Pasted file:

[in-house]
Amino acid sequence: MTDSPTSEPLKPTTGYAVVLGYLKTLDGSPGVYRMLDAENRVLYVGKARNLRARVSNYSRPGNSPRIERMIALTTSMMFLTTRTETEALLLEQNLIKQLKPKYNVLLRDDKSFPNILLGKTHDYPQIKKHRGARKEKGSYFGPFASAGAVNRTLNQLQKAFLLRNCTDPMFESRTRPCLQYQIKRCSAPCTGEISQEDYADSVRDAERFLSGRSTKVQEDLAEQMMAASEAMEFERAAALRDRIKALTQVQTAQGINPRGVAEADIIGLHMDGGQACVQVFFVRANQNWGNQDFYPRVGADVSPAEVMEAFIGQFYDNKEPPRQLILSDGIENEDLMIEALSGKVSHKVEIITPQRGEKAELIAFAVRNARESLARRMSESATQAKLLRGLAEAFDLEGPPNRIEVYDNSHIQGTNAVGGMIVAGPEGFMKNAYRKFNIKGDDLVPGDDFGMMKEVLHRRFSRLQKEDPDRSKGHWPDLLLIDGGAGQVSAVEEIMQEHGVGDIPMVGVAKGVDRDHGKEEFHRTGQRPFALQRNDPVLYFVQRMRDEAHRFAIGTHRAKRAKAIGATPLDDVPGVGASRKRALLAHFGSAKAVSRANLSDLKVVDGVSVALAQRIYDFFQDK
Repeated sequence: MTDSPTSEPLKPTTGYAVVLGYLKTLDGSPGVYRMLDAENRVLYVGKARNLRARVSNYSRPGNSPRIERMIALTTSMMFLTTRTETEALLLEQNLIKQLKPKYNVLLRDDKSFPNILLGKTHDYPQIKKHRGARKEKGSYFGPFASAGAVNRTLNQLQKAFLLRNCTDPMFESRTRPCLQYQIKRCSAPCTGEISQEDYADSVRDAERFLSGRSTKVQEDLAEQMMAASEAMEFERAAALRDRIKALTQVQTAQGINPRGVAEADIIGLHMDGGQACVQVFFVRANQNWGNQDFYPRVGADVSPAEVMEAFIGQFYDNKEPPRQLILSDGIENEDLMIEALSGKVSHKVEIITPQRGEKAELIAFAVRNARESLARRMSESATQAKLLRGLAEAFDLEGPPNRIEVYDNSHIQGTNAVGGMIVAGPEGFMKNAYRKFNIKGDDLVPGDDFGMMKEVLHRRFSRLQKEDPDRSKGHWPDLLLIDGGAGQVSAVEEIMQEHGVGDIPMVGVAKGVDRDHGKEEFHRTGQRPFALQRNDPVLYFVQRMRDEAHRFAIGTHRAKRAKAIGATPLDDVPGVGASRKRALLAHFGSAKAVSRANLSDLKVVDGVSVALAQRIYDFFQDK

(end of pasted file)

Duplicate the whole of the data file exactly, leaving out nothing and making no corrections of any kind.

[in-house]
Amino acid sequence: MTDSPTSEPLKPTTGYAVVLGYLKTLDGSPGVYRMLDAENRVLYVGKARNLRARVSNYSRPGNSPRIERMIALTTSMMFLTTRTETEALLLEQNLIKQLKPKYNVLLRDDKSFPNILLGKTHDYPQIKKHRGARKEKGSYFGPFASAGAVNRTLNQLQKAFLLRNCTDPMFESRTRPCLQYQIKRCSAPCTGEISQEDYADSVRDAERFLSGRSTKVQEDLAEQMMAASEAMEFERAAALRDRIKALTQVQTAQGINPRGVAEADIIGLHMDGGQACVQVFFVRANQNWGNQDFYPRVGADVSPAEVMEAFIGQFYDNKEPPRQLILSDGIENEDLMIEALSGKVSHKVEIITPQRGEKAELIAFAVRNARESLARRMSESATQAKLLRGLAEAFDLEGPPNRIEVYDNSHIQGTNAVGGMIVAGPEGFMKNAYRKFNIKGDDLVPGDDFGMMKEVLHRRFSRLQKEDPDRSKGHWPDLLLIDGGAGQVSAVEEIMQEHGVGDIPMVGVAKGVDRDHGKEEFHRTGQRPFALQRNDPVLYFVQRMRDEAHRFAIGTHRAKRAKAIGATPLDDVPGVGASRKRALLAHFGSAKAVSRANLSDLKVVDGVSVALAQRIYDFFQDK
Repeated sequence: MTDSPTSEPLKPTTGYAVVLGYLKTLDGSPGVYRMLDAENRVLYVGKARNLRARVSNYSRPGNSPRIERMIALTTSMMFLTTRTETEALLLEQNLIKQLKPKYNVLLRDDKSFPNILLGKTHDYPQIKKHRGARKEKGSYFGPFASAGAVNRTLNQLQKAFLLRNCTDPMFESRTRPCLQYQIKRCSAPCTGEISQEDYADSVRDAERFLSGRSTKVQEDLAEQMMAASEAMEFERAAALRDRIKALTQVQTAQGINPRGVAEADIIGLHMDGGQACVQVFFVRANQNWGNQDFYPRVGADVSPAEVMEAFIGQFYDNKEPPRQLILSDGIENEDLMIEALSGKVSHKVEIITPQRGEKAELIAFAVRNARESLARRMSESATQAKLLRGLAEAFDLEGPPNRIEVYDNSHIQGTNAVGGMIVAGPEGFMKNAYRKFNIKGDDLVPGDDFGMMKEVLHRRFSRLQKEDPDRSKGHWPDLLLIDGGAGQVSAVEEIMQEHGVGDIPMVGVAKGVDRDHGKEEFHRTGQRPFALQRNDPVLYFVQRMRDEAHRFAIGTHRAKRAKAIGATPLDDVPGVGASRKRALLAHFGSAKAVSRANLSDLKVVDGVSVALAQRIYDFFQDK